Even with all the framework, the cockpit still needed noodling. The passable bucket seats received Tamya Tape belts. The side walls were dolled up with more “tubing”, and a scratched throttle quadrant and PEB trim wheel gave the pilot something to play with. The canopy got stuck on with Testors liquid, which is really a loose gel, and gaps were caulked with aqueous varnish, whose leveling qualities, clarity, and moisture resistance make it superior to white glue.
Butt joining the wing roots to the canopy with minimal glue was a challenge. I should have left some of the “tubes” poking through as stub spars. The right wing panel flopped over the top, dragging with it a gloppy glue string, one of the many catastrophes that plagued this project. I was able to sand and polish the damage, except for a deep pit that was passably filled with a whopping dose of Future.
Another challenge is figuring out how to attach the wing struts. Three locator ovals are engraved on the fuselage side, one for the struts, one for the gear legs, one for good luck. Trial and error revealed that the highest one is where the strut gets stuck, but first a millimeter of length should be spliced on to achieve the properly prominent dihedral. A third perplexity is posed by the mid-wing “U” struts, which are too short and too wide. These parts are best discarded and stick built with lengths of .025 rod.
As I said, the engine button is two jugs short and otherwise unconvincing. A perfectly proportioned radial popped out of the spares box. It was, for some reason, devoid of push rod tubes, which had to be fashioned from pulled sprue stuck into radially drilled holes in the crankcase.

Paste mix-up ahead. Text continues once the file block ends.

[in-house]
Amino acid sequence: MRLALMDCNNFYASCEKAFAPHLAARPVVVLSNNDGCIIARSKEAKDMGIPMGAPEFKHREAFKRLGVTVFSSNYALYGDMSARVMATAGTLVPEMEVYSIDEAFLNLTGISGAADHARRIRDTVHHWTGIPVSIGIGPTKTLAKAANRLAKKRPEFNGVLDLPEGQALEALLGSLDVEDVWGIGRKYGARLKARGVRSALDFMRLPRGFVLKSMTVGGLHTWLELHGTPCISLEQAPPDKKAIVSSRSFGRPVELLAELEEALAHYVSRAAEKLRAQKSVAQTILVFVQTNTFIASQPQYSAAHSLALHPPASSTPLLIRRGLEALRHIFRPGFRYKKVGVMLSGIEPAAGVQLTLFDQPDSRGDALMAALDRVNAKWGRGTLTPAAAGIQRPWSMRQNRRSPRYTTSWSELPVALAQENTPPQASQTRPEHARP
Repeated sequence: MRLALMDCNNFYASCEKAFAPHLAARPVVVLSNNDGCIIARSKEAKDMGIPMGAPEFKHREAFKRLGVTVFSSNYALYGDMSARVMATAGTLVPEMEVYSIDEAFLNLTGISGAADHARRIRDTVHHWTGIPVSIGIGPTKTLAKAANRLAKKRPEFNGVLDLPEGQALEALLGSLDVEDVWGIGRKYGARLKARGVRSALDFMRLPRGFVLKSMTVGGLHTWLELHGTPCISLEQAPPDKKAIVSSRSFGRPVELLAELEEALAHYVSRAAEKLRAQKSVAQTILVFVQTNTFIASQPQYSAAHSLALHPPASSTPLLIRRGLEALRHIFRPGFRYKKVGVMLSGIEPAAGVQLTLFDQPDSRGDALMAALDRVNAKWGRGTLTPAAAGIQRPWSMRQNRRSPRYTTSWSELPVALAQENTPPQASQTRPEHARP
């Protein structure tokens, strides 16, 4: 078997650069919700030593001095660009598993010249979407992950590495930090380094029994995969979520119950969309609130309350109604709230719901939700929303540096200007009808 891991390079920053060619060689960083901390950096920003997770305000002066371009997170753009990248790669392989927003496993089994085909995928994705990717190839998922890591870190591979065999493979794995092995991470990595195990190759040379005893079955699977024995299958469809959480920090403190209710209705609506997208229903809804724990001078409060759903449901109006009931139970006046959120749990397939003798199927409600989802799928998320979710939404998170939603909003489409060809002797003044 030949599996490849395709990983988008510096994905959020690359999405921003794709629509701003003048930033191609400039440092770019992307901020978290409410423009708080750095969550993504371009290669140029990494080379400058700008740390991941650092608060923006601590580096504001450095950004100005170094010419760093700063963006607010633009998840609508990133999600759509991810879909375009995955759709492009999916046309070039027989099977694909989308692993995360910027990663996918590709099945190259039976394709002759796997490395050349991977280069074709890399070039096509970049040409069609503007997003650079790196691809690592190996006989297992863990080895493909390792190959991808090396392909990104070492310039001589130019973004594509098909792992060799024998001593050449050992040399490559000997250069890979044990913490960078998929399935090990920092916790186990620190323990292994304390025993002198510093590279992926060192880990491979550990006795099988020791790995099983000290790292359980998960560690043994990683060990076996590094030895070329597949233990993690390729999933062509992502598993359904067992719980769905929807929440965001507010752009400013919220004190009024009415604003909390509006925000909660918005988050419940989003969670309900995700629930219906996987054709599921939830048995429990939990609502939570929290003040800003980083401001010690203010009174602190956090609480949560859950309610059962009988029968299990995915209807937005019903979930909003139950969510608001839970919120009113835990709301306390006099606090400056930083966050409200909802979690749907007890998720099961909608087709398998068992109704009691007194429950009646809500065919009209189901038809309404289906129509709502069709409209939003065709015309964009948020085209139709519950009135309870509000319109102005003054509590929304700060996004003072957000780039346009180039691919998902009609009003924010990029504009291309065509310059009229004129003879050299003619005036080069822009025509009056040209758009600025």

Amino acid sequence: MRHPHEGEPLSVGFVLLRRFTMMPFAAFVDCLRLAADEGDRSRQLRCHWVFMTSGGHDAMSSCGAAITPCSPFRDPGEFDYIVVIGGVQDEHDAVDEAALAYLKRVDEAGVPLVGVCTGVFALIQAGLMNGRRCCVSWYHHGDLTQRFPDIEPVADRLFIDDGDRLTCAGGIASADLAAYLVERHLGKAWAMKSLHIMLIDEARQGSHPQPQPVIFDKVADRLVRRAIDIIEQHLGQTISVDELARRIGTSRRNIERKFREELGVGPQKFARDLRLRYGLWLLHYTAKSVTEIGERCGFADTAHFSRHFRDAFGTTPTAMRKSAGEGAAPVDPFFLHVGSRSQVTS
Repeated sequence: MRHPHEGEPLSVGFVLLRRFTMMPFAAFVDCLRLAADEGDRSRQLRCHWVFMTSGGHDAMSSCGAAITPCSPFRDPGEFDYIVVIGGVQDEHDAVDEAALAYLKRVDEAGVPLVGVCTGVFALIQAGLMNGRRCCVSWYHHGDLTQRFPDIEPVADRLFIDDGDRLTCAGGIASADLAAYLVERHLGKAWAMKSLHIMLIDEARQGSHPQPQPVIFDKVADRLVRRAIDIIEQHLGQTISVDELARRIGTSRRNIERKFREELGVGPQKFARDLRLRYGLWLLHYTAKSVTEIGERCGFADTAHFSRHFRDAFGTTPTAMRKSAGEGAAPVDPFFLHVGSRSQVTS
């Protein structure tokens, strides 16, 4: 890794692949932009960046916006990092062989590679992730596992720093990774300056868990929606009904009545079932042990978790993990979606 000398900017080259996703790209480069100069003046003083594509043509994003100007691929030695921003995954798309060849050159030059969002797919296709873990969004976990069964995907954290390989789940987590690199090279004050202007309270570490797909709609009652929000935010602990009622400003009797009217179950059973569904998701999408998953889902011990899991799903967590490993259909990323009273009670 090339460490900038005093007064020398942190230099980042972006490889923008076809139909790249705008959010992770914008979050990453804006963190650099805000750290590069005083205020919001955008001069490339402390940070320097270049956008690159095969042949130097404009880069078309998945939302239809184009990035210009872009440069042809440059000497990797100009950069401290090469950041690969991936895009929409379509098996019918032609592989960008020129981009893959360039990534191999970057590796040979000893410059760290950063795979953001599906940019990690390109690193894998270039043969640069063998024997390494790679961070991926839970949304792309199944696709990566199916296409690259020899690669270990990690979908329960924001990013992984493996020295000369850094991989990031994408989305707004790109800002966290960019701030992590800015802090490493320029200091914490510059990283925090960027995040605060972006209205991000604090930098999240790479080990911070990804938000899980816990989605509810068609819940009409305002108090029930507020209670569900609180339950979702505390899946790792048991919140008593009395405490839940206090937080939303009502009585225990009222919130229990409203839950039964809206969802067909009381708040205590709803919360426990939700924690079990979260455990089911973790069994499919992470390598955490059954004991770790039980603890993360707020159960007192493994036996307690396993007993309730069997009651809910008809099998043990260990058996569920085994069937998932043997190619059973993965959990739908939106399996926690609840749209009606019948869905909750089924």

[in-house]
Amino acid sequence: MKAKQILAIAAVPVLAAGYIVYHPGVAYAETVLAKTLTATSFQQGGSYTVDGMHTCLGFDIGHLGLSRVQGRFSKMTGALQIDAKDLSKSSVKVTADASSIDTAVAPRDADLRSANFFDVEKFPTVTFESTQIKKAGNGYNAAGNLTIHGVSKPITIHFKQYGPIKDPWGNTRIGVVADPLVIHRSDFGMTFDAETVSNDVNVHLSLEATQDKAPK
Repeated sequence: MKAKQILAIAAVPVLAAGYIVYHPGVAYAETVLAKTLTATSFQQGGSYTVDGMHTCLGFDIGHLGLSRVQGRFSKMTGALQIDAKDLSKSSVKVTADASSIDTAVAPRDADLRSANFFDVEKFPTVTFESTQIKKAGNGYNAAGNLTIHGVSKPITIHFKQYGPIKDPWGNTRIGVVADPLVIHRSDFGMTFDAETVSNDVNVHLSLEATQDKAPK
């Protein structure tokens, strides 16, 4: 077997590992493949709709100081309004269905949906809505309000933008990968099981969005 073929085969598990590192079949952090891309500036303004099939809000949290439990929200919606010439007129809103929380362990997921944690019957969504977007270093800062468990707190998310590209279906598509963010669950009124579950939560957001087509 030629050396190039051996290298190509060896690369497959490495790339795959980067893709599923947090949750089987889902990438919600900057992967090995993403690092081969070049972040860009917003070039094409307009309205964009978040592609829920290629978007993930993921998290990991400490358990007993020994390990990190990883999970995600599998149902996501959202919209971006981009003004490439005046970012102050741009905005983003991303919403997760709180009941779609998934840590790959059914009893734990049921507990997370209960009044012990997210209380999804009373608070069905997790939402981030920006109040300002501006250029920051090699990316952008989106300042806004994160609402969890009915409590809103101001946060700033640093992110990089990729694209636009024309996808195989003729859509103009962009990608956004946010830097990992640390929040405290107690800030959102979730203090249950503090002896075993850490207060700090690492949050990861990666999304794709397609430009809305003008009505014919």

Wheels seem to be a sore point with the Czechs, who insist on molding them as split halves. That wouldn’t be such a problem if they didn’t always embellish the hubs with sink holes. Filing the filler wasn’t as difficult as expected. A few wiggles of a half round riffler file followed by a bit of buzzing with a converted toothbrush vibrating sander.
|COLORS & MARKINGS|
Four or so schemes are included on the decal sheet, none of which approximated the early wartime “meatball-in-star” clad version I wanted.
Suitable decals dropped out of the spares box. Individual numbers had to be cut from an ancient Microscale sheet. This L-Bird wore its unit identification on the upper port wing. Interestingly, “22012” was the postal Zip Code of my house in Brooklyn (NY, or course) where I re-discovered modeling. A misting of Future sealed the transfers and semi-glossed the enamel shine.
This build was prolonged by an endless string of paint touch-ups and minor disasters, such as losing PEB hinges and snapping the monofilm antennae.
I know, I’d promised to move on from utility-transport thingies to something else; but I just couldn’t help myself.